Although supporters say the judge disregarded the evidence presented to her, the court observer noted that, even if she were to believe that Alkonis was suffering from the condition, “the symptoms of mountain sickness are alleviated gradually as the altitude is lowered.”
The site of the accident is about 1,000 feet above sea level, as compared to the more than 7,000-foot elevation of the Mount Fuji station from which Alkonis and his family set off.
An appellate panel of judges also found this theory “difficult” to believe.
The judge gave heavy weight to the victims’ family members, who were offended by what they saw as Alkonis’ lack of effort in the moments after the accident, as well as slights such as reaching out only after his release from jail and not going back to the location site to pray.
The judge in his case called their request for a severe punishment “natural” and the loss of two family members “really grave.”
However, the trial and the subsequent appeal also revealed the extent to which the Navy was supporting its officer. In addition to the already mentioned visits while in pre-trial detention, the court observer records say that the service paid for Alkonis’ lawyer, provided a representative who acted as a go-between him and the victims’ families, and offered testimony on his behalf.
Vice Adm. Karl Thomas and Rear Adm. Carl Lahti both wrote letters on Alkonis’ behalf attesting to his value as an officer and requesting a suspended sentence, the released records show.
Alkonis’ final sentence of three years in jail for an accident that claimed two lives does not appear disproportionate to other deadly car accidents caused by U.S. service members.
Timmons noted that the standard is similar in some U.S. states as well.
“In Texas, if you fall asleep behind the wheel … and you run somebody over, you’re looking at two to 20 years, even if you did it exclusively from fatigue,” he explained, before adding that, even if there was “no intent whatsoever, it’s still negligent.”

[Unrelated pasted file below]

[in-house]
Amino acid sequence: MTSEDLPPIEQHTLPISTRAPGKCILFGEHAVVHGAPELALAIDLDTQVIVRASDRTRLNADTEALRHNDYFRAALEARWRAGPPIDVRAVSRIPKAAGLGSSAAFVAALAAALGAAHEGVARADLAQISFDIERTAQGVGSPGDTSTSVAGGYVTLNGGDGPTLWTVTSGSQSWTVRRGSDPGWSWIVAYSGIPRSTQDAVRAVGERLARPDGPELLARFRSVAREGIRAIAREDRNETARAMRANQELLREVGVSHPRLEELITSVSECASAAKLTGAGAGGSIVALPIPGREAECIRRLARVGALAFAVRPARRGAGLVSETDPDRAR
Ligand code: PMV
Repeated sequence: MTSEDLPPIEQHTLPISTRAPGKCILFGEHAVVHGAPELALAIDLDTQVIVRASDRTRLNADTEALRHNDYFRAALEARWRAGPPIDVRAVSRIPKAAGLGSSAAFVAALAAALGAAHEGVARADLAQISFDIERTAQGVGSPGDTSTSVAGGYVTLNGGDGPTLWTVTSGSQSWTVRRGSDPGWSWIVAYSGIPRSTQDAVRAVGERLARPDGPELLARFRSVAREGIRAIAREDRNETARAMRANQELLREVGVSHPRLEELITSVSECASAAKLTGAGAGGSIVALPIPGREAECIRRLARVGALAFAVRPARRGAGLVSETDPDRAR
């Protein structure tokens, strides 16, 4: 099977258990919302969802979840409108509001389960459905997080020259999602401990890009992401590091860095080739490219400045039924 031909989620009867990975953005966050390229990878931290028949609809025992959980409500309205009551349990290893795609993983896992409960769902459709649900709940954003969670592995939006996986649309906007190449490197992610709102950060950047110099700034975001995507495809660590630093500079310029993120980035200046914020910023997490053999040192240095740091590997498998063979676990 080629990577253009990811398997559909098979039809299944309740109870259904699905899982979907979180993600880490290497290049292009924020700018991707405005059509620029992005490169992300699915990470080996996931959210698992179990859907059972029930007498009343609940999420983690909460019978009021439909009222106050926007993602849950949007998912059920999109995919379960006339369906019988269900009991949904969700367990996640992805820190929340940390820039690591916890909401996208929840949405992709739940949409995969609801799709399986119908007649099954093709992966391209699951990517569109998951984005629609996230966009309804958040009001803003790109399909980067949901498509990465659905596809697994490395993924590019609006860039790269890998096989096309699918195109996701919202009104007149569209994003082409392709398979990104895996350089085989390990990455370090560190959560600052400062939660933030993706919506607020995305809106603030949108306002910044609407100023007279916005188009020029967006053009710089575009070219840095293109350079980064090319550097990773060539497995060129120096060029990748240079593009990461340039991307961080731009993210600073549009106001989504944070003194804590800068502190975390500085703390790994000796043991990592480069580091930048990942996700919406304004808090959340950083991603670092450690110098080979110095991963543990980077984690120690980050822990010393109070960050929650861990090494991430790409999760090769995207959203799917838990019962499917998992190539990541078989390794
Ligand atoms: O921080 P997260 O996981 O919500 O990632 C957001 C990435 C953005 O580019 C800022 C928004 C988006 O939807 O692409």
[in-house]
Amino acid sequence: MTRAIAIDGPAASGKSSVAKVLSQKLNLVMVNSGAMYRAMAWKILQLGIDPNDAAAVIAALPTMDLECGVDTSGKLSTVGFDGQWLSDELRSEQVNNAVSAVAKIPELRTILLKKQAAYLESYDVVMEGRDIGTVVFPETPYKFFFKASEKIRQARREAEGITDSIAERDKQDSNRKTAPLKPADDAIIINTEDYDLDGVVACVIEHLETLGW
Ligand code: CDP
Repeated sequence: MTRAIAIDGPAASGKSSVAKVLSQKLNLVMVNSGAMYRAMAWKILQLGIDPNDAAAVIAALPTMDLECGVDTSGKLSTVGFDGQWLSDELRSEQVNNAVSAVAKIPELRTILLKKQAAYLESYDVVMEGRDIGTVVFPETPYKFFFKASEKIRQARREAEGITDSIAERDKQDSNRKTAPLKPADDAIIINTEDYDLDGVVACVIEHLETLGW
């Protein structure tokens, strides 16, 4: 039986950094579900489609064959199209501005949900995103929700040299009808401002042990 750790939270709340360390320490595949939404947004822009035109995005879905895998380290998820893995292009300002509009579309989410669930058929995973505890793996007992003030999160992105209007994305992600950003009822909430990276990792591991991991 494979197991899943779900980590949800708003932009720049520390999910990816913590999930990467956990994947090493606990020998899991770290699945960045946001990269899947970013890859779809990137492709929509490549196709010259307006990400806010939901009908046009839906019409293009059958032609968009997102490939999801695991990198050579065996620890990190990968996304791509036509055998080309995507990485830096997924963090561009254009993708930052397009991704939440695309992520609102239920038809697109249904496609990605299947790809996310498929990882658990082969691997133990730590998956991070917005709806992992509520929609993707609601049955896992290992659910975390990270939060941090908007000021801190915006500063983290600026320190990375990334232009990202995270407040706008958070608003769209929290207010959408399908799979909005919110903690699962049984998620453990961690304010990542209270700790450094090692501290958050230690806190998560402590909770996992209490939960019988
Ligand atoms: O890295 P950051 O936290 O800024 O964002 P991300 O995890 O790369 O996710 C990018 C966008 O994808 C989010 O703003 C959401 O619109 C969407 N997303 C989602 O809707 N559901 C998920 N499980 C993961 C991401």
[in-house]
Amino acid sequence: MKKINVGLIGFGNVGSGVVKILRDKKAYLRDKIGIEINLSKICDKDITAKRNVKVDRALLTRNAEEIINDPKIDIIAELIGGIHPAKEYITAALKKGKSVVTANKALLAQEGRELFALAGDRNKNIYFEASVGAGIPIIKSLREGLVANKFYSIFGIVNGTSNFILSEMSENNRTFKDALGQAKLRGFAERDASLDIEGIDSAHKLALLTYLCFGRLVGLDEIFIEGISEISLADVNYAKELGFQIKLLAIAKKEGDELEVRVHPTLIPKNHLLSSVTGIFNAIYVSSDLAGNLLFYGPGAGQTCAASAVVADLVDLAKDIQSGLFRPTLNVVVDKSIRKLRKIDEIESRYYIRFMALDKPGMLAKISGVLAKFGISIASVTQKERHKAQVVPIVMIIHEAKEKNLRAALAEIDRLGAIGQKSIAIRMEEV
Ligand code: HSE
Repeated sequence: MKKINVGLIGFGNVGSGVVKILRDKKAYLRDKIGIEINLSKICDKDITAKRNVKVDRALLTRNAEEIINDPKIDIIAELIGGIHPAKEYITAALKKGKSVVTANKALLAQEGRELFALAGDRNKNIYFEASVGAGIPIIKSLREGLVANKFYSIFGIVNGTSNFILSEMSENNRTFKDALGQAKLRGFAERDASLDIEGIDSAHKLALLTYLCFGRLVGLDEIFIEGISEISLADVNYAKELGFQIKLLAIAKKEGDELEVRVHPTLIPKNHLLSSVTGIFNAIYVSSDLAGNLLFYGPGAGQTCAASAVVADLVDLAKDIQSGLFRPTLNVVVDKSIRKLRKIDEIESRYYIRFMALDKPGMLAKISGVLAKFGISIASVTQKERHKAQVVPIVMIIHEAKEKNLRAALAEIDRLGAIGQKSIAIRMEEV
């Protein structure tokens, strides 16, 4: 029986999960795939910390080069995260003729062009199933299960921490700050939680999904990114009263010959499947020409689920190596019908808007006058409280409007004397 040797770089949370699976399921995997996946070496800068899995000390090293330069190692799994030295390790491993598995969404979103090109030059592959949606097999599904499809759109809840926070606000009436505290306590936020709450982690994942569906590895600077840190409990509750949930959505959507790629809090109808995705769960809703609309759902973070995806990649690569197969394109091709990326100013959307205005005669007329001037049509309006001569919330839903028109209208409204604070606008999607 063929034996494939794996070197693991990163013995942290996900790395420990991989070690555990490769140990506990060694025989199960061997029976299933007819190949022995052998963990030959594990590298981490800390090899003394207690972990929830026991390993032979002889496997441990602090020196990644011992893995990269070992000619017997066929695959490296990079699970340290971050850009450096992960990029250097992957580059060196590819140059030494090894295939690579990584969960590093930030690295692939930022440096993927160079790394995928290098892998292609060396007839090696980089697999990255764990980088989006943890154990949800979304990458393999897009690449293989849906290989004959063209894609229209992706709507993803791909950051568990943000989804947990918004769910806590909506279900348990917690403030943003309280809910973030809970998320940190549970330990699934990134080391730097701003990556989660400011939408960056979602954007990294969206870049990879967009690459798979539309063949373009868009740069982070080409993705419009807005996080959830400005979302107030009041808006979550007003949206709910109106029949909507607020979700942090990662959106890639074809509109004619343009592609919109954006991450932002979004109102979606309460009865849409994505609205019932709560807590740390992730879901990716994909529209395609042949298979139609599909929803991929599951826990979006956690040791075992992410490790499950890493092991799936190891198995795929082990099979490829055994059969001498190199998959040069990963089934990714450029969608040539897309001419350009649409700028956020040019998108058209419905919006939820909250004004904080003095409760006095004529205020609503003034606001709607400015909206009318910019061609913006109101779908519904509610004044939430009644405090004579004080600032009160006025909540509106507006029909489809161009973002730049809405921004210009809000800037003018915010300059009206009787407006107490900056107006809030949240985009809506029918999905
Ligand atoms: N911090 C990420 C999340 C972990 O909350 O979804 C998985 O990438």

Where the Campaign to Get Alkonis Home Stands
Since Alkonis reported to prison in the summer of 2022, calls by supporters and lawmakers have grown on several fronts. The loudest and most attainable demand is to transfer the Navy officer back to the States.
However, some of Alkonis’ more vocal supporters like Lee have also called for the renegotiation of the U.S.-Japan Status of Forces Agreement (SOFA) — the agreement that governs rights and privileges of U.S. service members in the country — as well as a halt to arms sales to Japan.
Those policy shifts are unlikely without the Biden administration agreeing to radically escalate the issue, creating a major international incident with Japan.
Like most such agreements the U.S. has with other countries, the SOFA is an executive agreement, rather than a treaty, meaning Congress does not formally have a role in approving or disapproving it.
And while there is support among lawmakers to pressure Japan into handing Alkonis over, that support doesn’t universally extend to renegotiating long-standing agreements.
Utah’s other senator and fellow Mormon, Mitt Romney, R-Utah, for example, has taken a less combative and less public stance.
His spokeswoman, Arielle Mueller, told Miltary.com in an email that while “Senator Romney supports the United States’ efforts to secure Lt. Alkonis’ transfer and bring him home … at the same time, he believes we must also affirm our unshakeable friendship with Japan and the importance of our defense agreements — especially in light of the growing threat from China.”
The American military presence has become a politically divisive issue in Japan, with tensions centered on crime. There have been many incidents of drunken driving, break-ins, assaults, rape and murder over the years by service members in the island nation.
In 2016, the situation got so bad that all U.S. sailors in Japan were not allowed to leave their base or drink alcohol in the country.
Some of these incidents have driven Japanese authorities to seek more power and ability to prosecute Americans stationed in their country. In Okinawa, the Japanese island where the largest number of troops are stationed, the local governor called as recently as last week for greater independence to prosecute service members.
Meanwhile, threats to withhold arms sales from the country are also unlikely to become reality. While senators have the power to force votes on arms sales after the administration formally notifies Congress of a deal, it would be highly unusual for a majority to support blocking a sale to a close ally. The president would also have to sign the resolution to block the sale, meaning at least two-thirds of lawmakers would need to support it to overcome a likely veto. Strong U.S. alliances in Asia are seen as a particularly important bulwark against one of America’s primary competitors, China.